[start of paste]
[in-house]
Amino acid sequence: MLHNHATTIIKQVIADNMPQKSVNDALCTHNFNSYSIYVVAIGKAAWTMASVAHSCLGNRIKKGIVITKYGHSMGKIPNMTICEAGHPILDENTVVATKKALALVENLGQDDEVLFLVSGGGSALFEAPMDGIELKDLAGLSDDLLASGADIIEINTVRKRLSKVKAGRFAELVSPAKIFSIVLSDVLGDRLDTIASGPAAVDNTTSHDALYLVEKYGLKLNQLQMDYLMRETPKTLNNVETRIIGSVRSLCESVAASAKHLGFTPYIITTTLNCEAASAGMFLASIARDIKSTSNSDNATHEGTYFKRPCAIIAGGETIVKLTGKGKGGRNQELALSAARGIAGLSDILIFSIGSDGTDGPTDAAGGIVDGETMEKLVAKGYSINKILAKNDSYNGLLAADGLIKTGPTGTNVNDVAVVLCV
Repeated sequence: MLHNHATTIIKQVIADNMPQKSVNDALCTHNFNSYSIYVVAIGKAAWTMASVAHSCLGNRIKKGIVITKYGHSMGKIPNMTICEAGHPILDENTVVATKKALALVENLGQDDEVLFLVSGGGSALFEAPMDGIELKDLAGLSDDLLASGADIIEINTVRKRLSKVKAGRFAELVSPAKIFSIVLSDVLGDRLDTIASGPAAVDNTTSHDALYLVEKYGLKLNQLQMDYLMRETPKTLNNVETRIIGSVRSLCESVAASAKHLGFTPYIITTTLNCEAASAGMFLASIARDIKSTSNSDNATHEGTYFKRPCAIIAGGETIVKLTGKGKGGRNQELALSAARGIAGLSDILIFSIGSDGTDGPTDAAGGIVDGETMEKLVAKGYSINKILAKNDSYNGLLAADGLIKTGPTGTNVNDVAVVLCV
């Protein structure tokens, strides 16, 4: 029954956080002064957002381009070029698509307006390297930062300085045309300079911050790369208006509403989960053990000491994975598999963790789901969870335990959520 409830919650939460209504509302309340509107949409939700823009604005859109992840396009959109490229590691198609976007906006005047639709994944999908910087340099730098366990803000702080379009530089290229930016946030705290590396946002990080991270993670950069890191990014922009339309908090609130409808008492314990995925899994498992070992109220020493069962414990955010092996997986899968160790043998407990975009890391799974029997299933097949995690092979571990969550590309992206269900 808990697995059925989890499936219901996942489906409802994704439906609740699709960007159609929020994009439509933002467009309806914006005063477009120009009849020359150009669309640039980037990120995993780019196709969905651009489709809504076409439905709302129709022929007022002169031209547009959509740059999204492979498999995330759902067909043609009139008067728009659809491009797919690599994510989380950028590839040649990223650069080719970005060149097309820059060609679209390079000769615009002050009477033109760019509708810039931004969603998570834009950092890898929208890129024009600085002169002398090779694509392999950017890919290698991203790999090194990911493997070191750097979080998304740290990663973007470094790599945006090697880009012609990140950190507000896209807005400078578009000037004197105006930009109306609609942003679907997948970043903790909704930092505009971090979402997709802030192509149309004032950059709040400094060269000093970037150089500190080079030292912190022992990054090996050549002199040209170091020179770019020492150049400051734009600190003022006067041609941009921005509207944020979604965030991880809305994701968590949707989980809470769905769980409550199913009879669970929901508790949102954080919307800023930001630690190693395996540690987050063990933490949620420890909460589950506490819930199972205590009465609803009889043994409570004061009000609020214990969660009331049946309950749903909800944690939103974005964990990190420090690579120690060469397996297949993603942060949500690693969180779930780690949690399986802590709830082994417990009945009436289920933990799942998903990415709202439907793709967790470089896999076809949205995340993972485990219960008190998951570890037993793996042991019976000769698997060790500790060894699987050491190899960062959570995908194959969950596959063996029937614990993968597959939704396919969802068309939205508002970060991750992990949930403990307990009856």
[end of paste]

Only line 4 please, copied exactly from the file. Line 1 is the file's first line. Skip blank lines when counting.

């Protein structure tokens, strides 16, 4: 029954956080002064957002381009070029698509307006390297930062300085045309300079911050790369208006509403989960053990000491994975598999963790789901969870335990959520 409830919650939460209504509302309340509107949409939700823009604005859109992840396009959109490229590691198609976007906006005047639709994944999908910087340099730098366990803000702080379009530089290229930016946030705290590396946002990080991270993670950069890191990014922009339309908090609130409808008492314990995925899994498992070992109220020493069962414990955010092996997986899968160790043998407990975009890391799974029997299933097949995690092979571990969550590309992206269900 808990697995059925989890499936219901996942489906409802994704439906609740699709960007159609929020994009439509933002467009309806914006005063477009120009009849020359150009669309640039980037990120995993780019196709969905651009489709809504076409439905709302129709022929007022002169031209547009959509740059999204492979498999995330759902067909043609009139008067728009659809491009797919690599994510989380950028590839040649990223650069080719970005060149097309820059060609679209390079000769615009002050009477033109760019509708810039931004969603998570834009950092890898929208890129024009600085002169002398090779694509392999950017890919290698991203790999090194990911493997070191750097979080998304740290990663973007470094790599945006090697880009012609990140950190507000896209807005400078578009000037004197105006930009109306609609942003679907997948970043903790909704930092505009971090979402997709802030192509149309004032950059709040400094060269000093970037150089500190080079030292912190022992990054090996050549002199040209170091020179770019020492150049400051734009600190003022006067041609941009921005509207944020979604965030991880809305994701968590949707989980809470769905769980409550199913009879669970929901508790949102954080919307800023930001630690190693395996540690987050063990933490949620420890909460589950506490819930199972205590009465609803009889043994409570004061009000609020214990969660009331049946309950749903909800944690939103974005964990990190420090690579120690060469397996297949993603942060949500690693969180779930780690949690399986802590709830082994417990009945009436289920933990799942998903990415709202439907793709967790470089896999076809949205995340993972485990219960008190998951570890037993793996042991019976000769698997060790500790060894699987050491190899960062959570995908194959969950596959063996029937614990993968597959939704396919969802068309939205508002970060991750992990949930403990307990009856």